The genome of England1_CoV has been annotated using the coding regions defined in the GenBank entry JX869059 (EMC 2012). England1_CoV has been submitted to GenBank and the accession number will be added to this document, when it is available. [The sequence and coding regions can be downloaded at: England1_CoV genome sequence (Text Document, 61 KB); http://www.hpa.org.uk/webc/HPAwebFile/HPAweb_C/1317136950605.]
England1_CoV was highly similar to the [other novel] coronavirus sequenced in the Netherlands (EMC 2012, JX869059). The level of sequence diversity between EMC and England1_CoV, coupled with the available epidemiological information may suggest 2 zoonotic infections rather than human to human transmission.
The phylogenetic analysis showed that the England1_CoV belonged to [coronavirus] genotype 2c and indicated that the closest relatives were bat coronaviruses detected in Hong Kong.
A phylogenetic analysis of complete coronavirus genomes showed that England1_CoV and EMC 2012 are closely related and that these viruses form a distinct clade that is related to HKU4 and HKU5 bat coronaviruses [coronaviruses isolated from bats in Hong Kong]. Generation of the whole genome also enabled analysis of different fragments of the polymerase gene. This analysis indicated that there was a bat coronavirus [isolated in Hong Kong] identified in the Netherlands in 2008 that was most closely related to the novel human viruses. However, HKU4 and HKU5 are the most closely related viruses for which there is a complete genome available.
[Interested readers are recommended to access the original document at the source URL above to view these informative phylogenetic trees. - Mod.CP]
The Institut fur Virologie at the Universitaets Klinikum, Bonn, Germany, which has played a major role in developing and validating the assays and reagents, has recommended a testing algorithm that starts with a screening PCR for coronaviruses and is followed by assays specific for the novel strain. This laboratory can also offer positive control material and a link to a source of reagents for the recommended assays. The assays published have been tested by HPA on the limited clinical material available, so at least a preliminary validation of utility in clinical material has been performed. More data on this will be published shortly. There are likely to be a number of commercial developments in the near future with kits becoming available.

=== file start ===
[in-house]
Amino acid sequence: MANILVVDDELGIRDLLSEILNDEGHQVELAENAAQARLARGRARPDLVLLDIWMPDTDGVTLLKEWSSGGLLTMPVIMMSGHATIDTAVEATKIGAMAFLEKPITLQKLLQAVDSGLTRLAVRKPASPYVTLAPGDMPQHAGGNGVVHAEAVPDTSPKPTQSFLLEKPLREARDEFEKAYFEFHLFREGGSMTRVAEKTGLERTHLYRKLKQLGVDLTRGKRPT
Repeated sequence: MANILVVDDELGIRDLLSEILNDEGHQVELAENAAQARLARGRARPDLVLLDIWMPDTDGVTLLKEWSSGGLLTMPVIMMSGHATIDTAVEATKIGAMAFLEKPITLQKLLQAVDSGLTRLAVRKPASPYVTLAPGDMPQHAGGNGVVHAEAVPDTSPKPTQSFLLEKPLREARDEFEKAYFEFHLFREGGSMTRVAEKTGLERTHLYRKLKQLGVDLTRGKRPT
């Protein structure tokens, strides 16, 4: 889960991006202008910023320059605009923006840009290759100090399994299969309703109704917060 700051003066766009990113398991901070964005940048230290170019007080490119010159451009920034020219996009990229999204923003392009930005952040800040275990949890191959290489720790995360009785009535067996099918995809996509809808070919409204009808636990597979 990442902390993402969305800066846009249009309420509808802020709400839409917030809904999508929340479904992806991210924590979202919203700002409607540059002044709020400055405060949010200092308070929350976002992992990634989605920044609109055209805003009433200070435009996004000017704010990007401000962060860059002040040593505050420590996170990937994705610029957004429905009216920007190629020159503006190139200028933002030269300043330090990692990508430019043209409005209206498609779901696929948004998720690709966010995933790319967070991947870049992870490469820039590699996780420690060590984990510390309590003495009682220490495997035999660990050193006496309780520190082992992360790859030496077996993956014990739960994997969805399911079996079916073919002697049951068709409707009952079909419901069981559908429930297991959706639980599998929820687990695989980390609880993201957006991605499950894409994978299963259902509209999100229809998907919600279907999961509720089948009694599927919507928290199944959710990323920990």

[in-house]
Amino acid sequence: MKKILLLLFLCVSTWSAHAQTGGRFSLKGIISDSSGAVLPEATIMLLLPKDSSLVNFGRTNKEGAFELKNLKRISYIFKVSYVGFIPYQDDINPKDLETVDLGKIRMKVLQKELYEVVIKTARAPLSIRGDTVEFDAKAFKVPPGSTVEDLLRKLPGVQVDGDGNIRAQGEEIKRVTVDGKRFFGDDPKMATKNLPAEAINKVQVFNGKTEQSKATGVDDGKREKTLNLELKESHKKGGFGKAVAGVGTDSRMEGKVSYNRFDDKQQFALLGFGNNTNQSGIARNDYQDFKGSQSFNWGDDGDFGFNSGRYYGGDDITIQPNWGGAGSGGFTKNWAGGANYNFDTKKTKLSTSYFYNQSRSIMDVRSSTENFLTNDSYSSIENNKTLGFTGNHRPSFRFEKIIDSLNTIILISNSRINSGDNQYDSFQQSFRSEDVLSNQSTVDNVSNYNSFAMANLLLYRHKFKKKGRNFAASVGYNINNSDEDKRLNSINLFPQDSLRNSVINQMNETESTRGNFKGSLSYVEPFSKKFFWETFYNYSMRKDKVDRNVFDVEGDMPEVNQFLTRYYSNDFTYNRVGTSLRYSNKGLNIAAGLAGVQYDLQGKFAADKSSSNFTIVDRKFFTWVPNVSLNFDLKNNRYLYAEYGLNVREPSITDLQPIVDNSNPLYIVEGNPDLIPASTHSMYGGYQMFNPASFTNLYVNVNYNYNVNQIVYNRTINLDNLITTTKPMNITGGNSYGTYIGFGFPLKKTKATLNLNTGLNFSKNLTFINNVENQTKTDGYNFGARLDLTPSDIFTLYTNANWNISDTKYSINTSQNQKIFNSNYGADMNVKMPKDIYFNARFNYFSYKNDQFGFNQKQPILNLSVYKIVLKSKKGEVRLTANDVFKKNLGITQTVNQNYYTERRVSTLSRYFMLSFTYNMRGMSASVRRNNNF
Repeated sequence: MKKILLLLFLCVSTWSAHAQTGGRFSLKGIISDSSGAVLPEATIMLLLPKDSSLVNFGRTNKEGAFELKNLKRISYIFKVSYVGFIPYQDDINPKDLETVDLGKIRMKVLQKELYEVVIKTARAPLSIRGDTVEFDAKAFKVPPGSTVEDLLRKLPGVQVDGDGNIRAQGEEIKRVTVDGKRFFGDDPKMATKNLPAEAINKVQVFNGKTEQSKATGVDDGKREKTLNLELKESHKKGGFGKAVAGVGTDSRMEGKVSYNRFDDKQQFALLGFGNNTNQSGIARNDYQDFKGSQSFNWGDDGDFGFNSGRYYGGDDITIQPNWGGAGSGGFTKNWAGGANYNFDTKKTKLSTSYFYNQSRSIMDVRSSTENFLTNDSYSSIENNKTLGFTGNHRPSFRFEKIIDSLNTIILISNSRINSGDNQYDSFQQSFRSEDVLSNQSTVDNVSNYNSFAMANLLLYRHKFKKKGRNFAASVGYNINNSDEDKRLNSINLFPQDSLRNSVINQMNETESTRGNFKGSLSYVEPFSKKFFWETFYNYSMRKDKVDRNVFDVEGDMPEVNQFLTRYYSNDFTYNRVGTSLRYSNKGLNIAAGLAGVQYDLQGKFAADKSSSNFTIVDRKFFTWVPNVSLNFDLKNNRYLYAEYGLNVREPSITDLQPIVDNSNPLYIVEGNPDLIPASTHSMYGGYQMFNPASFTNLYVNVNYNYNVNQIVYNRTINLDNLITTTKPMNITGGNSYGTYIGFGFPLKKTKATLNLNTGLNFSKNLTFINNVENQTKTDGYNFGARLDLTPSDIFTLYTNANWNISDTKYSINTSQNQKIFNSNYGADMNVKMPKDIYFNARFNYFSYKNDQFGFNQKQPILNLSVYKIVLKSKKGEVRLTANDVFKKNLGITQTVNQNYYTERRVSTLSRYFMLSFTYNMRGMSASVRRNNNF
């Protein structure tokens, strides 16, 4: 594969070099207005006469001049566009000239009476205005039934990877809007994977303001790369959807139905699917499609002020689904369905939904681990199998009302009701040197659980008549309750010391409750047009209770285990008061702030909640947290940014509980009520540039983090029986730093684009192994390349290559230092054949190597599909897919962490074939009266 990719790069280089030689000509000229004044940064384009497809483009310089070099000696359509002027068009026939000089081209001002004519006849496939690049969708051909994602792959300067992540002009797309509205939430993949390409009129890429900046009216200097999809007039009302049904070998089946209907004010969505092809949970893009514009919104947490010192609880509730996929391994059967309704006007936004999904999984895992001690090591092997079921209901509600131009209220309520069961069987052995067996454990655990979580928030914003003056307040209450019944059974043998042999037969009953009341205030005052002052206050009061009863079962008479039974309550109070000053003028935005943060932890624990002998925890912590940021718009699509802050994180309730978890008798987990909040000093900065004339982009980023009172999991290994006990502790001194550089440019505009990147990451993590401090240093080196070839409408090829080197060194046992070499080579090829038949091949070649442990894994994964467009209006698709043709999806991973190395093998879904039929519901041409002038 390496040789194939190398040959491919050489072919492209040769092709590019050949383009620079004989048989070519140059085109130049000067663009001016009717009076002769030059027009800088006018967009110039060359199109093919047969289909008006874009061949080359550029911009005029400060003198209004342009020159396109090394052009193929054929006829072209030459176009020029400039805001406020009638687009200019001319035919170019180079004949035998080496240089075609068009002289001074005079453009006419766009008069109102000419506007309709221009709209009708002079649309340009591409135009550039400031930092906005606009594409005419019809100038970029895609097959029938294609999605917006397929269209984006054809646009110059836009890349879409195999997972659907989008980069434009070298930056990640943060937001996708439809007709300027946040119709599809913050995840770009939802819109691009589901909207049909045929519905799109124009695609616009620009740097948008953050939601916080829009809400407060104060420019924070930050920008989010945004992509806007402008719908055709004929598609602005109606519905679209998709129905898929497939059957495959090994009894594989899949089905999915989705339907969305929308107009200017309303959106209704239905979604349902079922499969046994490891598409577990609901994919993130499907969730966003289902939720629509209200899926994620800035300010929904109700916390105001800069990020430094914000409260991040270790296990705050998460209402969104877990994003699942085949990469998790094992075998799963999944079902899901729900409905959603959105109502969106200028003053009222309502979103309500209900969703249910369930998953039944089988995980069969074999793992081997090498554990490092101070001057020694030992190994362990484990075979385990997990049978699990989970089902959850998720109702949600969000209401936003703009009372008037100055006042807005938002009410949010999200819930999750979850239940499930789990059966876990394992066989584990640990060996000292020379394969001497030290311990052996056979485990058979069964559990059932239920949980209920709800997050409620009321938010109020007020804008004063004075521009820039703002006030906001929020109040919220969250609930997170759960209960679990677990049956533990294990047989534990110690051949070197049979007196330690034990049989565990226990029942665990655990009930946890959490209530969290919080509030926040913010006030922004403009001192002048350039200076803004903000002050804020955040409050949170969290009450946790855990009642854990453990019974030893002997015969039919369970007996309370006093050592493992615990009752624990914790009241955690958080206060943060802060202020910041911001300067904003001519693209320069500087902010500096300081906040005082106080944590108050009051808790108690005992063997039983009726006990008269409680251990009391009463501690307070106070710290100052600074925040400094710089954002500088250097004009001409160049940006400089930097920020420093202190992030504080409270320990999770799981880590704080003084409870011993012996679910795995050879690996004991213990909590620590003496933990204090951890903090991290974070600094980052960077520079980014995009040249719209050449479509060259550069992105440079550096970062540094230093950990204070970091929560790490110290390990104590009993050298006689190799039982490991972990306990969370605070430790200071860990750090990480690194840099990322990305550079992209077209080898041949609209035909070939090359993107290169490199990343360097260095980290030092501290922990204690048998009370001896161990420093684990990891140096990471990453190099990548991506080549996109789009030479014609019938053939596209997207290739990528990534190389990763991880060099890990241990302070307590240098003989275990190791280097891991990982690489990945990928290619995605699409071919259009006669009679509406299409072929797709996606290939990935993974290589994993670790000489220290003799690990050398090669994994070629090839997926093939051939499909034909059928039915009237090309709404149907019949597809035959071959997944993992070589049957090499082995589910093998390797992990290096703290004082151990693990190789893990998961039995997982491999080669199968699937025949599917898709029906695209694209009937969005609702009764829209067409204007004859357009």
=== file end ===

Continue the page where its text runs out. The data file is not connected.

The sequence data that HPA has from the London case is based on direct genomic detection in clinical material. The HPA does not yet have a virus isolate, although clinical material is in tissue culture in an attempt to make virus isolates. The patient clinical material that HPA have does not react with the specific molecular detection assays that have been developed for the OC23, 229E, NL63, or SARS [coronaviruses].
[These phylogenetic analyses show that the England1_CoV was highly similar to the [other novel] coronavirus sequenced in the Netherlands (EMC 2012, JX869059).
The level of sequence diversity between the viruses sequenced in the UK and the Netherlands, coupled with the available epidemiological information, suggest that 2 separate zoonotic infections occurred rather than human to human transmission.
The phylogenetic analyses also showed that the England1_CoV belonged to [coronavirus] genotype 2c and indicated that the closest relatives were 2 bat coronaviruses detected in Hong Kong.
It is likely that sensitive reagents for virus surveillance will soon be available. - Mod.CP
It would be interesting to know if the 2 isolates are similar to the isolate from the 3rd case reported by the Ministry of Health of Saudi Arabia (see ProMED-mail Novel coronavirus - Saudi Arabia (15): new case 20121104.1391285). - Mod.MPP]